Main image of article How Data Analytics Make Airlines Fly
Look up at the sky and think in numbers: Each day, nearly 7,000 commercial aircraft take off on 24,000 flights, according to the Federal Aviation Administration. With the expert guidance of 14,000 air traffic controllers, they fly about 2.2 million passengers every 24 hours. To do that, airlines and controllers coordinate airplanes’ movements through internal dispatch offices and 476 control towers. Add to the mix some 200,000 general aviation aircraft traveling between more than 19,000 airports, and you can envision the logistical challenges involved in moving 719 million passengers around the U.S. each year. It doesn’t take much to imagine the complex logistics involved in making a system of such scale work properly. While “data analytics” is a relatively new term to the mainstream, airlines have been applying such principles to the business for years, often under the phrase “operations modeling,” said Doug Gray, director of enterprise data analytics for Dallas-based Southwest Airlines. At first, the data was used to guide decisions about fueling, crew schedules and flight itineraries. Today, analytics are used across the organization, in functions from marketing to operations, explained Gray, who’s also a member of the International Institute for Analytics’ Expert Network. “They have a significant impact on costs and profitability,” he said. Indeed, calling real-time analytics “integral” to any airline’s success isn’t going too far. While specialists in fueling, crew scheduling, flight scheduling and other areas may have their plans laid out perfectly, their work is never immune from unexpected developments. “Daily operations is where stuff hits the fan,” Gray observed. “You can’t predict a heart attack in-flight, or a control-tower fire.” Schedulers have only so much advance warning of bad weather. Even on the best of days, it seems an airline’s plans can only be regarded as tentative.

Real-Time Analytics to Face Real-Time Challenges

To help things move as smoothly as possible under almost any circumstances, Southwest launched “the Regular Operations Recovery Optimizer,” a system that takes an incident’s consequences, factors them into the airline’s operations at that moment, and “rejiggers events on-the-fly,” Gray said. The first of its kind in the industry, the Optimizer’s ability to crunch data and quickly propose solutions may give Southwest “a unique competitive advantage.” With such systems in place, and the use of data only expected to grow, it’s no surprise that Gray predicts a constant demand for the right technical talent within the industry. But as he noted, analytics systems rely on more than data specialists to make them work. While he oversees an organization of some 200 employees, only about 10 percent hold a data scientist role or similar positions. The others are experts in areas such as data warehousing and ETL (Extract, Transform, Load), and still others have expertise in some of the airline’s nuts-and-bolts functions, such as the fuel supply chain. “We look for hardcore operations research people who can work closely with domain experts,” Gray said. Though Southwest recruits from the industry, it also seeks newly minted masters of science in data analytics from nearby schools such as the University of Texas at Austin and Southern Methodist University.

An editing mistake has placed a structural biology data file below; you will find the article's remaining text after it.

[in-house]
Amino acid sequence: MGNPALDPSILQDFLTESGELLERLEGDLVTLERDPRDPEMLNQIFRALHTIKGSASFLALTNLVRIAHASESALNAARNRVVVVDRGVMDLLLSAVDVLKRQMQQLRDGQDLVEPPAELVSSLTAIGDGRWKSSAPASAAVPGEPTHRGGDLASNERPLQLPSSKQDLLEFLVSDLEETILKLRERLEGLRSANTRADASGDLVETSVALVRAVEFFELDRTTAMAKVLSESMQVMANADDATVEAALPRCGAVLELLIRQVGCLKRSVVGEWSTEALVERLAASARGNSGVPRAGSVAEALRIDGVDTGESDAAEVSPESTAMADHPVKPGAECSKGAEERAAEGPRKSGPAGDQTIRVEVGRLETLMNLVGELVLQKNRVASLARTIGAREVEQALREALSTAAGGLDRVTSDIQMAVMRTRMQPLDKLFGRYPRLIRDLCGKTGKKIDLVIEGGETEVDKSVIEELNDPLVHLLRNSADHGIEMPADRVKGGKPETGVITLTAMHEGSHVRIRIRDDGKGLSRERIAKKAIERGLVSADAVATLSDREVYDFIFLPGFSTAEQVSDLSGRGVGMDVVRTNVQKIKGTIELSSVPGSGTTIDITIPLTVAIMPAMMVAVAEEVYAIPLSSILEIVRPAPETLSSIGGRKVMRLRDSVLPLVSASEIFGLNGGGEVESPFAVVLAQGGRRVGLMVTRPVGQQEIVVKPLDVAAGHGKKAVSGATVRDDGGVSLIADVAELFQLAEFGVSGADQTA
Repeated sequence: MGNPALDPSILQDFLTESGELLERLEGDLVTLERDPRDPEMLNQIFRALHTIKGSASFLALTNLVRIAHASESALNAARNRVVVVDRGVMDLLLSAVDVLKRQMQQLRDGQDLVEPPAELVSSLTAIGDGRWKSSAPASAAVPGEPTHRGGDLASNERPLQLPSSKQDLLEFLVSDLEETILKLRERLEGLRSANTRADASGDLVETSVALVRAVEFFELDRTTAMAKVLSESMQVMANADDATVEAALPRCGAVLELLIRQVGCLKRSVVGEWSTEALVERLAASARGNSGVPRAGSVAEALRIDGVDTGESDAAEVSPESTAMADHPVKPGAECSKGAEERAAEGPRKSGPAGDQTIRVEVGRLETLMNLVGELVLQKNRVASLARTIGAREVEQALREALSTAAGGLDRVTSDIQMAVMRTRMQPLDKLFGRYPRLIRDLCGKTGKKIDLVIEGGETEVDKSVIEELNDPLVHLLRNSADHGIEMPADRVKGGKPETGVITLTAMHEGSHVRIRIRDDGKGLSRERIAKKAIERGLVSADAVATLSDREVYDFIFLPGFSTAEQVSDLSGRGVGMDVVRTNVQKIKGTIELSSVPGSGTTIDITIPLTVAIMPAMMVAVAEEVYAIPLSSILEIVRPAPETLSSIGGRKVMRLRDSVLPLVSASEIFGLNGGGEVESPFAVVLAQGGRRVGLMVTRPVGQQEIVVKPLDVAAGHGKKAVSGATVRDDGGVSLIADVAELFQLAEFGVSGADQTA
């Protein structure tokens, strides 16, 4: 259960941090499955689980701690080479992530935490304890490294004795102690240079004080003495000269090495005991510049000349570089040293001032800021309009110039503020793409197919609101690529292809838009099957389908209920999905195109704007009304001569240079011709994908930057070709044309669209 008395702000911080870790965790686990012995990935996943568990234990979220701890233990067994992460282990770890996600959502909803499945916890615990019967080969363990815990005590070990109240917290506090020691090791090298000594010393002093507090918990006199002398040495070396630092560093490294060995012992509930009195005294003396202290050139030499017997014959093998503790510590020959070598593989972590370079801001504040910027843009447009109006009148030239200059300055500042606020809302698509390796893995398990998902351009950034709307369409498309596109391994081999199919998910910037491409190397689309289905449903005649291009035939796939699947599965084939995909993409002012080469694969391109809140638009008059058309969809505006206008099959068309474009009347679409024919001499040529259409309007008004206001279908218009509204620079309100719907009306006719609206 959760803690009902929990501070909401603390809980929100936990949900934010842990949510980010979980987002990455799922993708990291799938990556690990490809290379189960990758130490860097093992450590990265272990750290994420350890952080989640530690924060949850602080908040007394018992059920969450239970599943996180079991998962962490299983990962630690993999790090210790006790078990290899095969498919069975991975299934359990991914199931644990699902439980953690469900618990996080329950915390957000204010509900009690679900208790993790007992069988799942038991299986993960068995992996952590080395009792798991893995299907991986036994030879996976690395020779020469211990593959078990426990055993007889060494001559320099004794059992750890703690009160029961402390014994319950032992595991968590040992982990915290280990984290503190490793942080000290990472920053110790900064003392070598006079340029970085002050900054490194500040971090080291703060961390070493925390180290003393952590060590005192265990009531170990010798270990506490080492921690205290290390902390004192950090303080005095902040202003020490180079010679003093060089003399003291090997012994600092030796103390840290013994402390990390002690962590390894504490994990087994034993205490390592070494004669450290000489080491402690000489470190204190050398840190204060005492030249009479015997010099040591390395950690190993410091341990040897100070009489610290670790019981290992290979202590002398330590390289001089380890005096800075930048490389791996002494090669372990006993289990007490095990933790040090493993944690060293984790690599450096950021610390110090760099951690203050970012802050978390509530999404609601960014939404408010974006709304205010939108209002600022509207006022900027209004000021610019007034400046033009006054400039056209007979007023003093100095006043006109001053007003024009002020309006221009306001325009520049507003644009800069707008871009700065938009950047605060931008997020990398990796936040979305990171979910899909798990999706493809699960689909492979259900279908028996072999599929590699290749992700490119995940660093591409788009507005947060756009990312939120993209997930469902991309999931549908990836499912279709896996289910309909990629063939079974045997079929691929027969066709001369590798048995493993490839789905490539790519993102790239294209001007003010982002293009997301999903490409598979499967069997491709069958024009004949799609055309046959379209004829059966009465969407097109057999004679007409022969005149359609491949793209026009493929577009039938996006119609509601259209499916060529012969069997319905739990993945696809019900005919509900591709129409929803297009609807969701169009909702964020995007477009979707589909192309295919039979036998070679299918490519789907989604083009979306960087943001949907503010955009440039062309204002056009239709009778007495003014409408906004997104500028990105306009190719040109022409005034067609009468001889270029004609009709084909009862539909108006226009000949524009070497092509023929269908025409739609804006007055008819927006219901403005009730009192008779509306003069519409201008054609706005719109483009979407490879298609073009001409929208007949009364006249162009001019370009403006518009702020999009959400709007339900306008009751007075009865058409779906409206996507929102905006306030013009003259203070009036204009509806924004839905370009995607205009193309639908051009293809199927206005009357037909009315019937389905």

Industry Expertise Helps

Of course, airlines need people who can implement and maintain analytics systems—software engineers and developers who need to have at least some expertise with data, Gray said. For his part, Gray is particularly interested in tech pros familiar with Oracle, Teradata and Amazon Cloud Services. Also important are relational database skills such as NoSQL and Mongo DB. Although he sees the company experimenting more with Hadoop (“It’s better in the cloud,”), Gray said that “unless something better comes along,” the company will continue to rely heavily on R and Alteryx, a “data science self-service desktop” that combines ETL, R and visualization in one GUI-driven application. Like many employers, Southwest will hire “the right person and train them” on needed skills, especially if they’re just out of school, Gray said. And, he believes, industry experience can give candidates an advantage. As more people pursue careers using data science, analytics and operations research, “more departments will have their own [data and analytics] experts, joined together by a center of excellence.” “Our biggest constraint isn’t data,” he added. “It’s teaming up the right data people with the right subject-matter experts. There’s going to be a battle for talent, and we need people with a passion for the airline business.”